In the spirit of Star Wars, here's a picture of a dresser I painted for my seven-year old son a couple of Christmas's ago. I let him pick any characters he wanted, and he chose Rey, Finn, and that evil guy who's name I can't remember.
Genre: YA speculative fiction
Word count: 57,000
Dear Fabulous Agent,
Dead at seventeen, Prea Río knows she doesn’t quite fit into the afterlife. She always assumed death would end her problems, but now she’s got an ugly secret about how she died. Still, life is way better here than back on lonely Earth. Prea has her boyfriend back, the one who died when he was fifteen, and she’s searching for her mom, who was killed when she was a baby.
So when Prea discovers she may not actually be dead, and might even have taken another person’s slot in the afterlife, her nearly perfect world is threatened. She knows the so-called “heavenly” thing to do is to leave, but all Prea really wants is to steal someone else’s paradise for her own shot at reconnecting with her mom. Besides, the pearly gates don’t exactly come with an elevator back down to Earth. Then Prea discovers a way to leave, but while she tries to choose between doing the right thing or staying to be with her mom, her boyfriend is about to discover her terrible secret. If the truth comes out, she could lose all the relationships she’s recovered in her afterlife, and even ruin the life she might have to live out back on Earth.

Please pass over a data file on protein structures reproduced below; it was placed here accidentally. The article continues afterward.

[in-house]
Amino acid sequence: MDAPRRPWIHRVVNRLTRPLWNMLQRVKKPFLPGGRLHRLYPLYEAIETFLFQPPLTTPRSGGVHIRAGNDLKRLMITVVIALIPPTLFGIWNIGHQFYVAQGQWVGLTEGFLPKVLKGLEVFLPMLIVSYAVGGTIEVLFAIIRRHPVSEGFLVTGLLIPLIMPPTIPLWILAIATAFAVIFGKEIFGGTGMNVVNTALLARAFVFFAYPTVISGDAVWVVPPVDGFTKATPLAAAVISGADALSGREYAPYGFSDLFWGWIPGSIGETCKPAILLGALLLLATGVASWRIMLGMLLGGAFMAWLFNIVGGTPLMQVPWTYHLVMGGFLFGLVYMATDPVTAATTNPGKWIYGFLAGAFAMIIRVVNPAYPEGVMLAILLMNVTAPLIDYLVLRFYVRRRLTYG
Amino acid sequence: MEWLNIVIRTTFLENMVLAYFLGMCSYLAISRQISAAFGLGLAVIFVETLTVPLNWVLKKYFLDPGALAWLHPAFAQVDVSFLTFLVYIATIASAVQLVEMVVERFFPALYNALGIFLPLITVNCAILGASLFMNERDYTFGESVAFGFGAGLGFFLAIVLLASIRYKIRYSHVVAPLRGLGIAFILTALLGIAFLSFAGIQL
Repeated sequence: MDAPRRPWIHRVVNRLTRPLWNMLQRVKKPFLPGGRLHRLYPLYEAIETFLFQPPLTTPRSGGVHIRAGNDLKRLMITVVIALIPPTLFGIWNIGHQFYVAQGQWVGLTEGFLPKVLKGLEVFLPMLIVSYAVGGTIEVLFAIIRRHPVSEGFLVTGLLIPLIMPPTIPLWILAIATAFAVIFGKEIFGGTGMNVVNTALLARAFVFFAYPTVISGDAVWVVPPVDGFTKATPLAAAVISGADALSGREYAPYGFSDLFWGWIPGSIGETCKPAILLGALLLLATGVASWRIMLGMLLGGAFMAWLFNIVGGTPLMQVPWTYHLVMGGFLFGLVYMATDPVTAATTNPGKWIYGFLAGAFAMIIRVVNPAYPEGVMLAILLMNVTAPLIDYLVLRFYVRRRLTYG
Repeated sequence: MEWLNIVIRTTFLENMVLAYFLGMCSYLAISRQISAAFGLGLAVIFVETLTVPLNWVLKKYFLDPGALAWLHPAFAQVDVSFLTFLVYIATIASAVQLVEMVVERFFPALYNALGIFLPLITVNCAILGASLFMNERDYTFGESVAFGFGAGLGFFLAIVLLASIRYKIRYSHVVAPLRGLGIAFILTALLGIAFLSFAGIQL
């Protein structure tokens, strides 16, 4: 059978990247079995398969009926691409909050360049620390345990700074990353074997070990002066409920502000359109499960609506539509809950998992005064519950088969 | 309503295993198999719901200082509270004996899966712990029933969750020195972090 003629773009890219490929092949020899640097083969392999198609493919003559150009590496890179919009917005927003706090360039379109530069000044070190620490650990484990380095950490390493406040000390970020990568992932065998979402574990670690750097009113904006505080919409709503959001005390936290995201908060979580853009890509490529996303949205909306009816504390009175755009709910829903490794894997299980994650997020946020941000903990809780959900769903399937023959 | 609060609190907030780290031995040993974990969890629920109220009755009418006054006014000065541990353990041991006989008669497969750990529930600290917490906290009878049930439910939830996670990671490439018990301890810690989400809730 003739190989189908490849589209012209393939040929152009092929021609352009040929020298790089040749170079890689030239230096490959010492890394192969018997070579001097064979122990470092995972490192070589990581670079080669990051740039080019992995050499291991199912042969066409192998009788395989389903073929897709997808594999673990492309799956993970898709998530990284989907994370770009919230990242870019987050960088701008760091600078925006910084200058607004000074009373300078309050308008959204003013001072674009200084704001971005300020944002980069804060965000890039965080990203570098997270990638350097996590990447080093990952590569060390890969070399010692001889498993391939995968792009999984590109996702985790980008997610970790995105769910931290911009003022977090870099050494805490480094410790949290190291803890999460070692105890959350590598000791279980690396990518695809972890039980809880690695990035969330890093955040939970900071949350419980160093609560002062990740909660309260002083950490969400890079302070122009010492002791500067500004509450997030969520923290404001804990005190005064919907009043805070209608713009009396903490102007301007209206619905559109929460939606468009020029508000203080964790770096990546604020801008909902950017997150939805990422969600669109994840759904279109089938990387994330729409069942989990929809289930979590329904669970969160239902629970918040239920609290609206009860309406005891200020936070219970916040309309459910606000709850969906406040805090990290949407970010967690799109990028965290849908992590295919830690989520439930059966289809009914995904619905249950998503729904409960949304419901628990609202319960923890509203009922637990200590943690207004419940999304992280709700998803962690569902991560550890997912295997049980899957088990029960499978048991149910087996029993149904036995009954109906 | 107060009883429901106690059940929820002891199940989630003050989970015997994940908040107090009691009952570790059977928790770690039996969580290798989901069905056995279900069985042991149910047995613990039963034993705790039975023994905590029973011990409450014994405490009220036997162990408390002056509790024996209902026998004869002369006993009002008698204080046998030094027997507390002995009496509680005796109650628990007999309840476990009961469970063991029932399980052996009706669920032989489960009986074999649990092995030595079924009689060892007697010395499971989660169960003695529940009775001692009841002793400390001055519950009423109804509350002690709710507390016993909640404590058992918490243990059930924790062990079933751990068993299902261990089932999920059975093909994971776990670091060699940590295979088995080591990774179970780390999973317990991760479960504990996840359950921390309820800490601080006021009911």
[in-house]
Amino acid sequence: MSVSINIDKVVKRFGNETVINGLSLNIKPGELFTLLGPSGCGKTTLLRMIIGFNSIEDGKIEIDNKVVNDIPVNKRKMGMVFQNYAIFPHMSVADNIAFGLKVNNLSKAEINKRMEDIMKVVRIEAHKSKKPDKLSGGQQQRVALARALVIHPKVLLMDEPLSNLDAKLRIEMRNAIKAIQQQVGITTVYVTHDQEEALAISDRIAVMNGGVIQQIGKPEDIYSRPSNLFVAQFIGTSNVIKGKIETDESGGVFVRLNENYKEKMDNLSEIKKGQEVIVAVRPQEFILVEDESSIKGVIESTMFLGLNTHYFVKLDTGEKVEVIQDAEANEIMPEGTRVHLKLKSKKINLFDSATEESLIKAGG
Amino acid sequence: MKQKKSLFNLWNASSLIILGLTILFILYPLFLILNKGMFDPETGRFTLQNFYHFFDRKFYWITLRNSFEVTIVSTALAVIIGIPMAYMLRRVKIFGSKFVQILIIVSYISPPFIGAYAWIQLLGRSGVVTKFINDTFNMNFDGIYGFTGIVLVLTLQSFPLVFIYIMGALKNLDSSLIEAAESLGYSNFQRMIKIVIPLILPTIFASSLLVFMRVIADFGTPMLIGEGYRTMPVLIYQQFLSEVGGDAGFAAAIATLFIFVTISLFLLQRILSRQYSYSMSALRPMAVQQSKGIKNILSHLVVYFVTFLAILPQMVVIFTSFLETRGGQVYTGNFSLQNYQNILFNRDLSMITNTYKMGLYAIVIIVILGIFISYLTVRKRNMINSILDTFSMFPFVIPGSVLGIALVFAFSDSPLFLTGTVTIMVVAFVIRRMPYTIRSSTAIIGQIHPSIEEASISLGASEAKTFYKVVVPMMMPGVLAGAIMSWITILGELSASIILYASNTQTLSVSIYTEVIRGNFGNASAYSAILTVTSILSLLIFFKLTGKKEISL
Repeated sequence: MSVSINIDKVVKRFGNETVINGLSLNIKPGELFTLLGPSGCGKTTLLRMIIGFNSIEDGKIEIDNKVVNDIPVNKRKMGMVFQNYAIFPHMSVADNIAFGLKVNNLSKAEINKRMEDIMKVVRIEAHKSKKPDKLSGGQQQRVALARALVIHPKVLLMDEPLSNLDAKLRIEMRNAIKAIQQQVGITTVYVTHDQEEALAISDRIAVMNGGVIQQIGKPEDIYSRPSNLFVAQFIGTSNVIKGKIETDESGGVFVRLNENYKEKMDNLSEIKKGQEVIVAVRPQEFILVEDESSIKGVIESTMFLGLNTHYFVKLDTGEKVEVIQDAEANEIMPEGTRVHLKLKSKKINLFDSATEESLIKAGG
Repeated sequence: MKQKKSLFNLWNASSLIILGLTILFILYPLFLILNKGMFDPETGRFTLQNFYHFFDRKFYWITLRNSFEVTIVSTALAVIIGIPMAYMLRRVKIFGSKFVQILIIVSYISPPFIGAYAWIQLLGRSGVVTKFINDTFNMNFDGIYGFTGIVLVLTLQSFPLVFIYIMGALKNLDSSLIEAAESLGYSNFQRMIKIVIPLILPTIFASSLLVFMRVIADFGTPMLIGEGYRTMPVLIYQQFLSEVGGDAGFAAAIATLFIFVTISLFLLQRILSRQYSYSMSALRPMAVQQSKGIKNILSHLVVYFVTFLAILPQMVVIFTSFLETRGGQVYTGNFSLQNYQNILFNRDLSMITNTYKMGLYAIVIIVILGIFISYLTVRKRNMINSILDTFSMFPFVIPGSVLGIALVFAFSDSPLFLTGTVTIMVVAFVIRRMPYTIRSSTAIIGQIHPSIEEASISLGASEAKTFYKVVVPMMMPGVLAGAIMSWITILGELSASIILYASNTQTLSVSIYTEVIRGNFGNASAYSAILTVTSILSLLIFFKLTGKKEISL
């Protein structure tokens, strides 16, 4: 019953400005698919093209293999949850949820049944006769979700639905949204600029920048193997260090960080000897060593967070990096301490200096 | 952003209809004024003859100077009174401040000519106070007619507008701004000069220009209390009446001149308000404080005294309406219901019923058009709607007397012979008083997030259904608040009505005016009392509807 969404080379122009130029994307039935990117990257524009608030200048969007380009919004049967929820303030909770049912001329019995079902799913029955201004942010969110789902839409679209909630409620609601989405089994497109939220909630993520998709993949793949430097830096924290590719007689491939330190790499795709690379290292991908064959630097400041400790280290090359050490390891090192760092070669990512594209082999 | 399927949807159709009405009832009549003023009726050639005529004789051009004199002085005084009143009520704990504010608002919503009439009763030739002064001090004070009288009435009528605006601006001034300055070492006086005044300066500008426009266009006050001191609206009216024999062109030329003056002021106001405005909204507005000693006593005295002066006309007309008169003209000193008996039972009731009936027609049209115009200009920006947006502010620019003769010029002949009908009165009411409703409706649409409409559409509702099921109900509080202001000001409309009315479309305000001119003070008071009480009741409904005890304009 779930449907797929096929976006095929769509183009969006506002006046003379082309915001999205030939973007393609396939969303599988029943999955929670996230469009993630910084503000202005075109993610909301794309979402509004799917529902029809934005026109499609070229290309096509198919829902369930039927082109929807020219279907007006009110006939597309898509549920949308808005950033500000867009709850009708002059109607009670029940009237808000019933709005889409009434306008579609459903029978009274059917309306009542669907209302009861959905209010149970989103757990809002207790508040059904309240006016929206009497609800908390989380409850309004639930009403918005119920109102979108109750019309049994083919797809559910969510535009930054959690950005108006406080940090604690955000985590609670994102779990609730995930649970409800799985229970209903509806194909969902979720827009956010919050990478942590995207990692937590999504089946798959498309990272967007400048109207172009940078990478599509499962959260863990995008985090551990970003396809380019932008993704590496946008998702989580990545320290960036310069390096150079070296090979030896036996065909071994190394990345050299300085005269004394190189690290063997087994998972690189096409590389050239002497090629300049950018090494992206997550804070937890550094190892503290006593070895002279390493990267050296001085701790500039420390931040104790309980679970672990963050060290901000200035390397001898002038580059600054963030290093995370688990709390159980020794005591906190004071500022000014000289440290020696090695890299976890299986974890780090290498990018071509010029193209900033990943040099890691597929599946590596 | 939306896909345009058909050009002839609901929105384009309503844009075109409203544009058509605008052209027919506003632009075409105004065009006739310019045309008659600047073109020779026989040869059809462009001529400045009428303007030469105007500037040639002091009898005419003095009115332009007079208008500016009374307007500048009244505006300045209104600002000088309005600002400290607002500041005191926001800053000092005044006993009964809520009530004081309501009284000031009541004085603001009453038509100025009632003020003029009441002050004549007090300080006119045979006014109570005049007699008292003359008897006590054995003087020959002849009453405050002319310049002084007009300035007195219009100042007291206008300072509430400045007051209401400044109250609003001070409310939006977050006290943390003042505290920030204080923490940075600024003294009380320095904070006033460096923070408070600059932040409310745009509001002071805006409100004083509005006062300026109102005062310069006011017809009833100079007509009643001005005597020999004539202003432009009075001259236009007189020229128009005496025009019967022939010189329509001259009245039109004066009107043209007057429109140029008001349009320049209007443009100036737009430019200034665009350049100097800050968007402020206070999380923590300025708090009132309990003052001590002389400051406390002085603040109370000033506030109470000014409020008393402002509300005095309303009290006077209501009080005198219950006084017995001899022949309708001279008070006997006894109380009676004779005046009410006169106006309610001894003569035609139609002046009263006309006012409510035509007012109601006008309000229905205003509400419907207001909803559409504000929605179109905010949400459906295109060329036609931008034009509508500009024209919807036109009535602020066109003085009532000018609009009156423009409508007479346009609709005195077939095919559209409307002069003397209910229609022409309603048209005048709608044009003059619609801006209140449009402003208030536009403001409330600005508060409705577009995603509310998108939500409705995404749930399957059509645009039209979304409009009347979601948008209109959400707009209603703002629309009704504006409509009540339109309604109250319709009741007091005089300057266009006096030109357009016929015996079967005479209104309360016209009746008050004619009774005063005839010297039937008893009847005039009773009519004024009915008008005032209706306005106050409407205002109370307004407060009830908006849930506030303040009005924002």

Readers of WE WERE LIARS and IF I STAY will enjoy AFTER. I have self-published three books, (THE TRUTH ABOUT DATING, MURDER BEYOND WORDS, and MURDER WITH ART), each of which sold 20,000 copies in their first year of publication.
And now, the first 250 words of AFTER.
So, I guess this is Heaven.
I was on a cloud in the middle of outer space, and I could breathe fine, sans space suit. The cloud was about the size of my school’s football field, but instead of a goalpost at the end line, there were these enormous white gates rising up out of the mist. Hundreds of people were swarming them, but I was off to the side, watching. The sky was black and everything was eerily silent, like we had all lost our voice boxes on the trip up from Earth.
I wondered if it was just Earthlings in the crowd or if the life forms were from all over the universe. Heaven was supposed to be where all your burning questions were answered, but no old guy in a robe was showing up to explain anything. I squinted at the crowd, hoping to see aliens but expecting old men with their hospital gowns hanging open in the back, maybe a couple of people carrying their limbs. I couldn’t make out any details at all. Everyone was just blurry lights, like human glow sticks. Maybe alien glow sticks. I looked down at my legs and I was kind of lit up, too.
I should be glad to be here because, a) my family never went to church, and b) back on Earth I didn’t even believe in God or Heaven. My bad.
I made my way over to the gates, but I couldn’t see beyond the shimmering, pearly bars.